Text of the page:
WASHINGTON (Legal Newsline) -- U.S. Sens. Patrick Leahy and Chris Coons introduced legislation this week that would create 91 new federal judgeships in two federal circuits and 32 federal districts across 21 states.



Leahy, D-Vt., and Coons, D-Del., said Tuesday they based their Federal Judgeship Act of 2013 on recommendations of the nonpartisan Judicial Conference, which is headed up by U.S. Supreme Court Chief Justice John Roberts.


"Congress has left the judicial staffing of our federal courts essentially unchanged for 23 years, despite rapidly growing caseloads," Coons said in a statement. "This bill would provide much-needed relief to our overburdened courts, ensuring that they are better prepared to administer justice quickly and efficiently.


"Increasing the number judgeships will help cases move more quickly, reduce uncertainty preventing businesses from creating jobs, and permit every American who has been wronged to get their day in court."


Leahy, who chairs the Senate Judiciary Committee, agreed.


"Federal judges are working harder than ever, but in order to maintain the integrity of the federal courts and the expediency that justice demands, judges must have a manageable workload," he said in a statement.


"This good government bill will improve the effectiveness of our federal courts and provide federal judges with the resources to promptly render the justice that Americans so desperately need and deserve."


Per the Judicial Conference's recommendations, the Federal Judgeship Act of 2013 creates five permanent judgeships and one temporary judgeship to the courts of appeals; creates 65 permanent judgeships and 20 temporary judgeships to the district courts; and gives permanent status to eight temporary district court judgeships.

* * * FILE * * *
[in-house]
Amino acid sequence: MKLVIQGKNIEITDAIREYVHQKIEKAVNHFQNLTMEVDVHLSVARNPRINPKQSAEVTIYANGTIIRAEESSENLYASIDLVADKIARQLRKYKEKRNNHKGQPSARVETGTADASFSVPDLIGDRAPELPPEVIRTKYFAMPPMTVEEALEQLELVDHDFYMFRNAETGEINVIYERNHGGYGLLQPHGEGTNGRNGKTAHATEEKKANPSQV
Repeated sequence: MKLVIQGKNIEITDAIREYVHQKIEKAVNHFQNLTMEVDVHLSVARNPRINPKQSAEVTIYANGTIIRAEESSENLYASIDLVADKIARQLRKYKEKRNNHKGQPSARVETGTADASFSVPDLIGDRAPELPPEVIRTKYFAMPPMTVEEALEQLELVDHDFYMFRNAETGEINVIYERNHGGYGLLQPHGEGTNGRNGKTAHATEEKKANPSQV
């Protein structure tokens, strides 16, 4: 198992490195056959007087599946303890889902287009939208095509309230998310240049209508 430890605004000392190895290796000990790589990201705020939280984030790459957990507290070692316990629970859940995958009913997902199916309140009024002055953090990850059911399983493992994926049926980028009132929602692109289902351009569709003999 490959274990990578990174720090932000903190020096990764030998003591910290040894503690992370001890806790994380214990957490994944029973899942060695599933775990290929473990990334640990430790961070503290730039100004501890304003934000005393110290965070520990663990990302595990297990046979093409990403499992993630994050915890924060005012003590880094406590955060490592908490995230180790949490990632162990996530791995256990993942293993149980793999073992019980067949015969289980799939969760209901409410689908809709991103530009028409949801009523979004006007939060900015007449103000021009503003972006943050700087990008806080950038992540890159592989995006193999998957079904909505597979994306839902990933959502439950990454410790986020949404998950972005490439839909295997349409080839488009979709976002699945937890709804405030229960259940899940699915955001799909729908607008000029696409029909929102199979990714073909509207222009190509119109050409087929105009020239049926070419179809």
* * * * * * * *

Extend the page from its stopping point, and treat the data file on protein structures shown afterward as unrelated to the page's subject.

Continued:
Leahy and Coons pointed to a letter from Conference Secretary Thomas Hogan in April:


"Nationwide, our Article III district courts have experienced a 38 percent growth in caseload since 1990 (the last time Congress passed a comprehensive judgeship bill) while seeing only a 4 percent increase in judgeships during this same period of time," Hogan wrote.


"This situation has created enormous difficulties for many of our courts across the nation."


The Federal Judgeship Act of 2013 creates the following permanent judgeships:





  • 1 additional district judgeship for the District of Delaware;




  • 6 additional district judgeships for the Eastern District of California;




  • 2 additional district judgeships for the Eastern District of Texas;




  • 4 additional district judgeships for the Western District of Texas;




  • 6 additional district judgeships for the District of Arizona;




  • 10 additional district judgeships for the Central District of California;




  • 5 additional district judgeships for the Northern District of California;




  • 2 additional district judgeships for the District of Colorado;




  • 2 additional district judgeships for the Western District of Washington;




  • 1 additional district judgeship for the Southern District of Indiana;




  • 3 additional district judgeships for the Southern District of Florida;